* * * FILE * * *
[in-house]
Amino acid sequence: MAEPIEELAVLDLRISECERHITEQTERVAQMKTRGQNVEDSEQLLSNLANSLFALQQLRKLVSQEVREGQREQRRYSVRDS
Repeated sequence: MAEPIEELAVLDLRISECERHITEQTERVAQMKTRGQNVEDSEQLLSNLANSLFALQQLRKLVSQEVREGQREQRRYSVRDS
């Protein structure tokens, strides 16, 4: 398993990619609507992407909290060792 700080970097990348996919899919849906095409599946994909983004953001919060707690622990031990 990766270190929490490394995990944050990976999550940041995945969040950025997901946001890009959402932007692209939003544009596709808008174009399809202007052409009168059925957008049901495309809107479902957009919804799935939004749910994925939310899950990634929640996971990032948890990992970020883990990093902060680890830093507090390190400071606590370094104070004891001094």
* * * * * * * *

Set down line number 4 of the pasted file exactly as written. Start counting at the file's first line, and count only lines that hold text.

């Protein structure tokens, strides 16, 4: 398993990619609507992407909290060792 700080970097990348996919899919849906095409599946994909983004953001919060707690622990031990 990766270190929490490394995990944050990976999550940041995945969040950025997901946001890009959402932007692209939003544009596709808008174009399809202007052409009168059925957008049901495309809107479902957009919804799935939004749910994925939310899950990634929640996971990032948890990992970020883990990093902060680890830093507090390190400071606590370094104070004891001094």